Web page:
3. Try to have fun and cherish the good times: Wedding planning should be fun! Don’t let anyone rob you of that excitement; not family, ignorant wedding industry workers or anyone.
4. Find a place that offers you inside catering and a menu at price per person. It saves you so much headache on the day of.
5. Your wedding is for YOU, not anyone else.
Chris and Chase Maggiano
When and where were you married? Sept. 4, 2016 at Chase’s family home in Middleburg, Va.
What was the most difficult element of your wedding to achieve? We wanted to make sure we enjoyed the day and also that it was unique to us. This took a lot of effort but paid off in the end. It was truly the best day of our lives.
Did the overall heteronormativity of the industry pose any problem? If so, what? The industry is shockingly heteronormative and gendered. We only used vendors that acknowledged that they have same-sex couple clients and encouraged those who didn’t get our business to change their approach.
Any resistance or weirdness from family/friends? Chris’s mom found a surrogate before we even cut the cake (a cousin’s girlfriend), so there’s that. We’ll probably adopt in a few years but it was still funny.
What advice would you give other D.C.-area same-sex couples planning to wed? There’s a lot of external stress and pressure that comes at you when planning your wedding. Decide what one or two things are most important to you and then let them guide what the day will be for you.
Susan Messina and Maryann Krayer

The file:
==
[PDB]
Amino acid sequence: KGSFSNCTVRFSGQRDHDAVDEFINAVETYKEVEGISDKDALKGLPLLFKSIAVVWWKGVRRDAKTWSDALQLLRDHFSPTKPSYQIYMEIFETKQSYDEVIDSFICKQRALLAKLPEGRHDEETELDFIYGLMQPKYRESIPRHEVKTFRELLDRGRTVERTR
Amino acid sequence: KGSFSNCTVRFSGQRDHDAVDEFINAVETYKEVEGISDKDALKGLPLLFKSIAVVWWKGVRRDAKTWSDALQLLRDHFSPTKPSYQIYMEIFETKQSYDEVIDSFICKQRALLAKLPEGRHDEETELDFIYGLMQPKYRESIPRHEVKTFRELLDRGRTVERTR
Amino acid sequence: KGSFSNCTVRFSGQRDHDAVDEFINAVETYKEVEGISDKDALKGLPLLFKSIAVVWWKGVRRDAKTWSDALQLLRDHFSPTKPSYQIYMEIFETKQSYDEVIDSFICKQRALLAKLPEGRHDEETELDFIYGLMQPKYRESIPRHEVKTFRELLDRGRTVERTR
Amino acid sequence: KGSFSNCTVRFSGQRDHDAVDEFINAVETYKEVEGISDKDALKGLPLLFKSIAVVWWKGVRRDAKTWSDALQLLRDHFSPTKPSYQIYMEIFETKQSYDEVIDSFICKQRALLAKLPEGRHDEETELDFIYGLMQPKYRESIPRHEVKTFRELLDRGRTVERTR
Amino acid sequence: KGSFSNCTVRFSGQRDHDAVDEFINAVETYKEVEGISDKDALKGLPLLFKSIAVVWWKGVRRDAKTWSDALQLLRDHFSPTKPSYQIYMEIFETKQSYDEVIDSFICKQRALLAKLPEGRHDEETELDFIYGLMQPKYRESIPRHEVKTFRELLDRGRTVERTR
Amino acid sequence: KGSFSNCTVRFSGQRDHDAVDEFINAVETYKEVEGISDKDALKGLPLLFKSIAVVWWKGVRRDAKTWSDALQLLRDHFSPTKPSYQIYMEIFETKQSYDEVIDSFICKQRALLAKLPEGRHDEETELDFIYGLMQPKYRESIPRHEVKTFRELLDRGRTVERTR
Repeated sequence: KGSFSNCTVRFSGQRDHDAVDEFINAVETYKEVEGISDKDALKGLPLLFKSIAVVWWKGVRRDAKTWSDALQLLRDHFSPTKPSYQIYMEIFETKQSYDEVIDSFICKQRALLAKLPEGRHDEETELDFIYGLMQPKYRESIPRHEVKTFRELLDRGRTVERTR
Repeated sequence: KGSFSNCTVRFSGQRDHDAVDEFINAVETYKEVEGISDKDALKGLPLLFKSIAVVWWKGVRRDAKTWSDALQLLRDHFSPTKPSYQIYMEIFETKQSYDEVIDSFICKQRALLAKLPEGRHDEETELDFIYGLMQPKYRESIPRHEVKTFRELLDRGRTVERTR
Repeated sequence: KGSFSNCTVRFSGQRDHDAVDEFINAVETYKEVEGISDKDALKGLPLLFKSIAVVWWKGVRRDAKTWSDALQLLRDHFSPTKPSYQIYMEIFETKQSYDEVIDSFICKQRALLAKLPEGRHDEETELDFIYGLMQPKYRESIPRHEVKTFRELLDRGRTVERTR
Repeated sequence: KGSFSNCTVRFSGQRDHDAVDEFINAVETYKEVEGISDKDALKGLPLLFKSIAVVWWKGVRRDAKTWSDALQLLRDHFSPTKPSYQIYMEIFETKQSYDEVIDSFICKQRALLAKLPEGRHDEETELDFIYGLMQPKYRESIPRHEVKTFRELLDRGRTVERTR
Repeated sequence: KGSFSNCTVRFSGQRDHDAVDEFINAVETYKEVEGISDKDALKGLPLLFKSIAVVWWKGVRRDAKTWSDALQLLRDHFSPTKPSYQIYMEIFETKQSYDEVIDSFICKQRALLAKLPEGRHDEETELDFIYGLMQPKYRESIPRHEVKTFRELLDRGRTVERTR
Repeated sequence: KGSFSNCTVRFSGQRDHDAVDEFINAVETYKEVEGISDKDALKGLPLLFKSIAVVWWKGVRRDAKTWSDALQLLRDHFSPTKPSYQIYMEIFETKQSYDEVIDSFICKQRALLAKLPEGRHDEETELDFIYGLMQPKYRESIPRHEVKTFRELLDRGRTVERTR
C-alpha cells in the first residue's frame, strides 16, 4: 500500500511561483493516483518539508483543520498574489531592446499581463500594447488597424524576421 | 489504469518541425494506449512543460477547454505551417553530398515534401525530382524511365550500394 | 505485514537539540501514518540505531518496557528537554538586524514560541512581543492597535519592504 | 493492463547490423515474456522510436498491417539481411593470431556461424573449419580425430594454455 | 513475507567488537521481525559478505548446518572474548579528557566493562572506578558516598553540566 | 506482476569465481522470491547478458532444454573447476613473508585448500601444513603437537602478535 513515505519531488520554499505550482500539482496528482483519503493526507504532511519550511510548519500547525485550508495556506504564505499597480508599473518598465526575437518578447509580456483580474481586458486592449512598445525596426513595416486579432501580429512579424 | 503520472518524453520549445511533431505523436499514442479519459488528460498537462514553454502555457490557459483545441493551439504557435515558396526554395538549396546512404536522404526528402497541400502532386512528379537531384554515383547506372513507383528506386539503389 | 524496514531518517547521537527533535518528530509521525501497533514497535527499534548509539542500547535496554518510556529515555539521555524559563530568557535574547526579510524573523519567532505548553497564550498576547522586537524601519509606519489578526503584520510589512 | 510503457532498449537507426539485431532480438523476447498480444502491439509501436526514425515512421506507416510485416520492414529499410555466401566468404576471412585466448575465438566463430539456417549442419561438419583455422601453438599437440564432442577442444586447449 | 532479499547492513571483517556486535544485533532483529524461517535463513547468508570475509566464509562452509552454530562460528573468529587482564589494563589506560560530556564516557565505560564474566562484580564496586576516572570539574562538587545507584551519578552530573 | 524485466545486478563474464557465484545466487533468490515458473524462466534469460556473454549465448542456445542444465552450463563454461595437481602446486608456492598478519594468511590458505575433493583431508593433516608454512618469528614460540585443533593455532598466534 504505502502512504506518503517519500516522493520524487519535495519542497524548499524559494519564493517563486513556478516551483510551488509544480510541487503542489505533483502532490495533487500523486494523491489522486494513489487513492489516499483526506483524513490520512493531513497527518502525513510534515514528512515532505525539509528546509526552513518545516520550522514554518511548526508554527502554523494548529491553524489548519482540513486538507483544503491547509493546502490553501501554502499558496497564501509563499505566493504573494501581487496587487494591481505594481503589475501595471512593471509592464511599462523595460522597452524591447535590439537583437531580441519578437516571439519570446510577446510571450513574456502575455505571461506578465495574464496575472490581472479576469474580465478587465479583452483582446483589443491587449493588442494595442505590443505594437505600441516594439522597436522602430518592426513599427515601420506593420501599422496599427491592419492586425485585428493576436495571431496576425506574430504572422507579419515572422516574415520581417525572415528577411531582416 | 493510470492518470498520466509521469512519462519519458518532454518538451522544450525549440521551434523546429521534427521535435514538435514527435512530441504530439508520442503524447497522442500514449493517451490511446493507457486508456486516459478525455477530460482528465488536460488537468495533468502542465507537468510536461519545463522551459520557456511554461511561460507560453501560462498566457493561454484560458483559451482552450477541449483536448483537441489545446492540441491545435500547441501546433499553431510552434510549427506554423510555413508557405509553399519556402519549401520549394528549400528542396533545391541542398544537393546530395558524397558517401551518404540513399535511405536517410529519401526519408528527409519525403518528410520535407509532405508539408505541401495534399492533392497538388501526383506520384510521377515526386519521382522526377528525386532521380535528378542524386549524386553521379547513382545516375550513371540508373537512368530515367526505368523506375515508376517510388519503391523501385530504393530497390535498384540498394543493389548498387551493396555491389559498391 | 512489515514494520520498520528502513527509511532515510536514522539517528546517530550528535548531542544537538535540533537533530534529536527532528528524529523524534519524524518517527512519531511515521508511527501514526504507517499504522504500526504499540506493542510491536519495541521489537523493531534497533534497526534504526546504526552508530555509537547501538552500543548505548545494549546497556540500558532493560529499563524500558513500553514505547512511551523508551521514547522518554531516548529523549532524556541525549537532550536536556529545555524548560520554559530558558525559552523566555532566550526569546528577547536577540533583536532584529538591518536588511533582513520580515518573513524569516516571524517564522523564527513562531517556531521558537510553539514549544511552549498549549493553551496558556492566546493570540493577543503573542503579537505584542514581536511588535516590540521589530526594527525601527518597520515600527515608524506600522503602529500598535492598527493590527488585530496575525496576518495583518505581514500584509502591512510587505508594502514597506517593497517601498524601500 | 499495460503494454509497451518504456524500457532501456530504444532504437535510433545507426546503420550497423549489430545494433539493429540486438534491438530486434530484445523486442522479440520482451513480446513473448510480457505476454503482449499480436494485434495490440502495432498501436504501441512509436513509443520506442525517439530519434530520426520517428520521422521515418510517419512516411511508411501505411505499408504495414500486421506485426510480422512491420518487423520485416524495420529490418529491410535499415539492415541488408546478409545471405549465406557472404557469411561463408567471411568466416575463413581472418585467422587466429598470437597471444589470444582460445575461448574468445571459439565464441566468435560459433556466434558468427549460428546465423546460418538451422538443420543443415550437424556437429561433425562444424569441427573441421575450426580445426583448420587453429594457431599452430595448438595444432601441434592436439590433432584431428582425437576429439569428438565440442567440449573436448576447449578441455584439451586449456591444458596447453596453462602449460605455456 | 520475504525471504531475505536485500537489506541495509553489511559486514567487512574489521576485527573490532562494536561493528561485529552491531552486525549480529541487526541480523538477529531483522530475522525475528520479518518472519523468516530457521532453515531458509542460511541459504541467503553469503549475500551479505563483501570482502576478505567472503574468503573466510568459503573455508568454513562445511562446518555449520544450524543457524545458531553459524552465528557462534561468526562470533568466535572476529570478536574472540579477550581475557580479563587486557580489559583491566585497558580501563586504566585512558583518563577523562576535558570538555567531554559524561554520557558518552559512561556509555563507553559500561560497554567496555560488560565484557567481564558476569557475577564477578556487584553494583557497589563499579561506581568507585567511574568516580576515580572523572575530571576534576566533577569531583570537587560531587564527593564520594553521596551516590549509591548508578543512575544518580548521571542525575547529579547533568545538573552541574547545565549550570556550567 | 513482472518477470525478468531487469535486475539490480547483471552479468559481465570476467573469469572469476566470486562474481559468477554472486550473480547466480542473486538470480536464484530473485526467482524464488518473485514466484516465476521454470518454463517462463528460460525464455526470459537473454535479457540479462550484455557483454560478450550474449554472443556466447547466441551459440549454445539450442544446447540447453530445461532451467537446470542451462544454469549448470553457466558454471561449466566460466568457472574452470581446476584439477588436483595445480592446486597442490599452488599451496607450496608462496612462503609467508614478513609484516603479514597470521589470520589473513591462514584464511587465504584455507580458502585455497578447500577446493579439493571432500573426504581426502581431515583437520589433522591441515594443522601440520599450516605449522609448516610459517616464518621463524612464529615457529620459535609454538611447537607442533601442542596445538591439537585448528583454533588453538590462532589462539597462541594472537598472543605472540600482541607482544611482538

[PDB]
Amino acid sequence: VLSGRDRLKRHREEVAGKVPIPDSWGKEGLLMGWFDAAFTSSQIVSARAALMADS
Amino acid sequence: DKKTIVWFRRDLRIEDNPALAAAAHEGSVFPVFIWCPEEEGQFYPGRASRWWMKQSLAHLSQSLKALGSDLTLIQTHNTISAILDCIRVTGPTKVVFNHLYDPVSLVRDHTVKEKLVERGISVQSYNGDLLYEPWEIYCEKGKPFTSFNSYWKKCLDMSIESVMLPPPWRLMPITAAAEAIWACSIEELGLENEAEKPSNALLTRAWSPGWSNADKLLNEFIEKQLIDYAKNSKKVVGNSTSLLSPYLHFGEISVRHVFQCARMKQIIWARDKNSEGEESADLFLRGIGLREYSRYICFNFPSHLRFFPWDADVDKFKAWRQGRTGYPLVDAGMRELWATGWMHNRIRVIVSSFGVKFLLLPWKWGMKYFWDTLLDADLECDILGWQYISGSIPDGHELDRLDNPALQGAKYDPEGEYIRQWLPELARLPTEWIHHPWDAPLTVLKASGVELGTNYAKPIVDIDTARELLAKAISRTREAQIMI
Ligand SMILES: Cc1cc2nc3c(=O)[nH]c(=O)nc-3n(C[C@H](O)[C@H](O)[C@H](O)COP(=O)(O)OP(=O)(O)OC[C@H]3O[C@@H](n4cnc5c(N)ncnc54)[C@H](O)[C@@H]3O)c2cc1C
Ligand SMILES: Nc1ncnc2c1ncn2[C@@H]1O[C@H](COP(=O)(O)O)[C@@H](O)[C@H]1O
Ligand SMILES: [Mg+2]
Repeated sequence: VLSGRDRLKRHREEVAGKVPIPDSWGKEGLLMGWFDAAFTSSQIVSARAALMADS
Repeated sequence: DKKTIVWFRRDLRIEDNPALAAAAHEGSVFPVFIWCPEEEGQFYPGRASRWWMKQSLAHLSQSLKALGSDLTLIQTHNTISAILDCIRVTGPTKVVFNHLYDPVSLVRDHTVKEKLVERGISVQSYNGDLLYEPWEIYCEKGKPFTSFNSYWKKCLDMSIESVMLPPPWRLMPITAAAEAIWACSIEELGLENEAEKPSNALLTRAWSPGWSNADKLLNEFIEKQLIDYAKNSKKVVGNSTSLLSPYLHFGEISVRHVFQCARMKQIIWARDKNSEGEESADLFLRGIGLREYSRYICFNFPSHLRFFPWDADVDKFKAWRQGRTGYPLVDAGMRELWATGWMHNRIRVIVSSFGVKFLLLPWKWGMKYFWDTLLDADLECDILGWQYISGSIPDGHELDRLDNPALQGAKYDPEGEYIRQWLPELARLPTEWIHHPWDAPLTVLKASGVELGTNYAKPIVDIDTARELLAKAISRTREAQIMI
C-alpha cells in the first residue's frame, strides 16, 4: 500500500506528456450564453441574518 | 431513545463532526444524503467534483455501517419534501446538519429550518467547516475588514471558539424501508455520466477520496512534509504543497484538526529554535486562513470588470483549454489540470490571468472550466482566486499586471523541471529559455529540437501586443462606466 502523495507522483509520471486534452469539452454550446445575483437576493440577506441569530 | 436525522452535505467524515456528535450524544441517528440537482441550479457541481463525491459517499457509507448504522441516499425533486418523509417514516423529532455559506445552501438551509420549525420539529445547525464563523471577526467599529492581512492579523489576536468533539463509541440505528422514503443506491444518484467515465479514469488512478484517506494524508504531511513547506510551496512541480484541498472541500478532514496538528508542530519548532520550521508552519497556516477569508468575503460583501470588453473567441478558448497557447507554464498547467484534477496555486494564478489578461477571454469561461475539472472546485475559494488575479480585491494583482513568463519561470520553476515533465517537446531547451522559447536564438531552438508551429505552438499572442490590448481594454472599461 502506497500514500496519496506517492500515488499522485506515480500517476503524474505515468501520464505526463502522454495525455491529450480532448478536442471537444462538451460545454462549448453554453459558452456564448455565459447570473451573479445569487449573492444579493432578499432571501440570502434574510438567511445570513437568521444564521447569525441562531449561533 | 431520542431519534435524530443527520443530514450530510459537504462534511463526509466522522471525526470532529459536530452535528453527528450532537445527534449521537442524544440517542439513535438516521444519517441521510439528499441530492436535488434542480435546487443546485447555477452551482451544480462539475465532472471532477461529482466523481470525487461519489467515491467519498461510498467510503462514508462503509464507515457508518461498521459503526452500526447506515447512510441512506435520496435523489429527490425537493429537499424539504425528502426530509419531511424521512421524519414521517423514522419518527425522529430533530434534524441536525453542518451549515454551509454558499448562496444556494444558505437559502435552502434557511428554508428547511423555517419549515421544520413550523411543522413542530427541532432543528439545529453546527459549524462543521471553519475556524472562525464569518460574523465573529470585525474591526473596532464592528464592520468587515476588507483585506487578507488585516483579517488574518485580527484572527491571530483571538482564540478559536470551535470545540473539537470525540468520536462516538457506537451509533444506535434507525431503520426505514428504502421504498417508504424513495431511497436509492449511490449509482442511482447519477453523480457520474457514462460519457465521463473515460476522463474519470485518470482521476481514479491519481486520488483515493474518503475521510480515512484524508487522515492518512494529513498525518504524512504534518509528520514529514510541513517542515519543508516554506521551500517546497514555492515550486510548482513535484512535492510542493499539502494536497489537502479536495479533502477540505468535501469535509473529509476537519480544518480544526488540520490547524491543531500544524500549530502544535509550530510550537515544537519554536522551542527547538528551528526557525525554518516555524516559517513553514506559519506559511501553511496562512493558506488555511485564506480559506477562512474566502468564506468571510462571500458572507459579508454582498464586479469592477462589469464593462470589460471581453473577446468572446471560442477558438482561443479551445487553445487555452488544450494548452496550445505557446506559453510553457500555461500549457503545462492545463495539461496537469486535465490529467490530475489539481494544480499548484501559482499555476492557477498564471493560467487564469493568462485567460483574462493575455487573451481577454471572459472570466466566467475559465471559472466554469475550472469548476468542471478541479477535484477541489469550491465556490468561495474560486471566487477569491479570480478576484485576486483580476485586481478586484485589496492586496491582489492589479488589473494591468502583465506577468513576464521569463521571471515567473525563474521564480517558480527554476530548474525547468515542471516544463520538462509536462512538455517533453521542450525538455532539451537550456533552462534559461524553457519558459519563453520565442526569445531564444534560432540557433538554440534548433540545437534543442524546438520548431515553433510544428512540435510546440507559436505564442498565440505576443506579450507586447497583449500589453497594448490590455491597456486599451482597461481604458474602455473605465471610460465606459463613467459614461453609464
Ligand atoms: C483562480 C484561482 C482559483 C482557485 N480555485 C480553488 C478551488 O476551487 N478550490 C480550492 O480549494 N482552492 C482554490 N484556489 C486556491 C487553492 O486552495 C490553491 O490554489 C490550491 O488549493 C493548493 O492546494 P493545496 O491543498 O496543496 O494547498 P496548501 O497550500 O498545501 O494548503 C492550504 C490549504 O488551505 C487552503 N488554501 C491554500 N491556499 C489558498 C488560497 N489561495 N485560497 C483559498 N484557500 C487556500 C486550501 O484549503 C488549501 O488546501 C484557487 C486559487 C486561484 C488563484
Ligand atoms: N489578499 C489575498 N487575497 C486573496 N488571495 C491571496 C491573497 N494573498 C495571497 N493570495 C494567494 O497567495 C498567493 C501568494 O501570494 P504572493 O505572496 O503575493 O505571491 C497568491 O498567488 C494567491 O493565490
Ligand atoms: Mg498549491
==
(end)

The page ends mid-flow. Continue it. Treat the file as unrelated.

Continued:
Susan Messina is director of development and communications for Iona Senior Services. Maryann Krayer is a school psychologist in Charles County, Md. They’ve been together since 1991.
When and where were you married? We were legally married in January 2013 at our congregation, River Road Unitarian Universalist Congregation in Bethesda, Md. We had already had a commitment ceremony there in 2007, when it was not legal, but that was when we had our big ceremony. The 2013 ceremony was a big hit, an all-church event where five couples participated, four of whom repeated their vows from their legal weddings in other jurisdictions. We were the only couple to actually get married at that time. River Road hosted a big potluck and it was followed by all-generation dancing. People still talk about it as the best party River Road ever threw.
What was the most difficult element of your wedding to achieve? I will only speak about our commitment ceremony since that is the most “true wedding-like” of our two events. The most difficult element for us honestly was just the massive project management of the event. We had about 80 guests and many of them were from out of town, so we had to provide them with a lot of hand holding.
Did the overall heteronormativity of the industry pose any problem? If so, what? We had no problems with the caterer or stationer. We did our own flowers. I borrowed a friend’s dress and my partner wore a suit she already owned. The only misstep was at our Dupont Circle hotel where we stayed the night. We had a problem with our room and when I called to ask for a new one I mentioned it was my honeymoon. They accommodated us and then sent champagne to the new room. The funny thing was they sent it to Mr. and Mrs. Krayer because my wife had made the reservations in her name and even though it was Dupont Circle, they made the assumption we were a man and woman.
Any resistance or weirdness from family/friends? We had no weirdness. My parents even asked if they could invite their best couple friend.
What advice would you give other D.C.-area same-sex couples planning to wed? Make a budget and stick to it. Think about who you want to be there the most.